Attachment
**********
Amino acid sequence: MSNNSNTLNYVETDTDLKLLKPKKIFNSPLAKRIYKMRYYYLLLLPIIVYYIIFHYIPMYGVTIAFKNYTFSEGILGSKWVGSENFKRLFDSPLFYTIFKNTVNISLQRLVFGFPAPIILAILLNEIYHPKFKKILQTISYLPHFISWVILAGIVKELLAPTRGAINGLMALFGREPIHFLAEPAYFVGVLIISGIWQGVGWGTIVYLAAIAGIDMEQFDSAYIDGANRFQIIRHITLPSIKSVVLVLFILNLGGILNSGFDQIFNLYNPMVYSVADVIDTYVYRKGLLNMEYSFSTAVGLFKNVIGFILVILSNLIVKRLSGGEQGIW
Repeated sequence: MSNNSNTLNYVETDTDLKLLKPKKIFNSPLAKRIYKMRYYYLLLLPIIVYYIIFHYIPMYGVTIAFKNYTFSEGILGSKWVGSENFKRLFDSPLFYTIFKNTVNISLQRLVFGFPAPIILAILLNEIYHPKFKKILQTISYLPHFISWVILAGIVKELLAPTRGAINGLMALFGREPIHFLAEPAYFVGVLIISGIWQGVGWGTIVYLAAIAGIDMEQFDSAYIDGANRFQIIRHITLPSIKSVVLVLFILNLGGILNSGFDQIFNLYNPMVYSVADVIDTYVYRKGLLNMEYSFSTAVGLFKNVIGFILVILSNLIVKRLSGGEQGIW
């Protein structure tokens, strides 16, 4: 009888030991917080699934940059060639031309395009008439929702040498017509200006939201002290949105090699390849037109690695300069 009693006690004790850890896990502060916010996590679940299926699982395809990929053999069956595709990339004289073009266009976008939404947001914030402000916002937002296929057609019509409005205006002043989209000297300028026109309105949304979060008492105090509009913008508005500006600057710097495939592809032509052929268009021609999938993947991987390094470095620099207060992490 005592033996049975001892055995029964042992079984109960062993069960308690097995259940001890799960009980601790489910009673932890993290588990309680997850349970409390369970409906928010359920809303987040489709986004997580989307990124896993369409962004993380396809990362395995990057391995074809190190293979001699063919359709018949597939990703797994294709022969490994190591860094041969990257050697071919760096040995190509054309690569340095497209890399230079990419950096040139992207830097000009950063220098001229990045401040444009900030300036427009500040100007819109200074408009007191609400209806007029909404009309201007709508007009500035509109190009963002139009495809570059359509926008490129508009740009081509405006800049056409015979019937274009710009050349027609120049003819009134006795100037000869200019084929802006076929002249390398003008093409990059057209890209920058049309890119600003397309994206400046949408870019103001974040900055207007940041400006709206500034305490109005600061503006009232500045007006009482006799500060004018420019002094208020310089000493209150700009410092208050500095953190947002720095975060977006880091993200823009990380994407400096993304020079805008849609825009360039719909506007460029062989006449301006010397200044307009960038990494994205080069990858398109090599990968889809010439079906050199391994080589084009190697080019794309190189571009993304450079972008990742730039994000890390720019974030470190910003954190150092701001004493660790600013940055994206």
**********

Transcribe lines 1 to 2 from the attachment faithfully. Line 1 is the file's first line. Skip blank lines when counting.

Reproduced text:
Amino acid sequence: MSNNSNTLNYVETDTDLKLLKPKKIFNSPLAKRIYKMRYYYLLLLPIIVYYIIFHYIPMYGVTIAFKNYTFSEGILGSKWVGSENFKRLFDSPLFYTIFKNTVNISLQRLVFGFPAPIILAILLNEIYHPKFKKILQTISYLPHFISWVILAGIVKELLAPTRGAINGLMALFGREPIHFLAEPAYFVGVLIISGIWQGVGWGTIVYLAAIAGIDMEQFDSAYIDGANRFQIIRHITLPSIKSVVLVLFILNLGGILNSGFDQIFNLYNPMVYSVADVIDTYVYRKGLLNMEYSFSTAVGLFKNVIGFILVILSNLIVKRLSGGEQGIW
Repeated sequence: MSNNSNTLNYVETDTDLKLLKPKKIFNSPLAKRIYKMRYYYLLLLPIIVYYIIFHYIPMYGVTIAFKNYTFSEGILGSKWVGSENFKRLFDSPLFYTIFKNTVNISLQRLVFGFPAPIILAILLNEIYHPKFKKILQTISYLPHFISWVILAGIVKELLAPTRGAINGLMALFGREPIHFLAEPAYFVGVLIISGIWQGVGWGTIVYLAAIAGIDMEQFDSAYIDGANRFQIIRHITLPSIKSVVLVLFILNLGGILNSGFDQIFNLYNPMVYSVADVIDTYVYRKGLLNMEYSFSTAVGLFKNVIGFILVILSNLIVKRLSGGEQGIW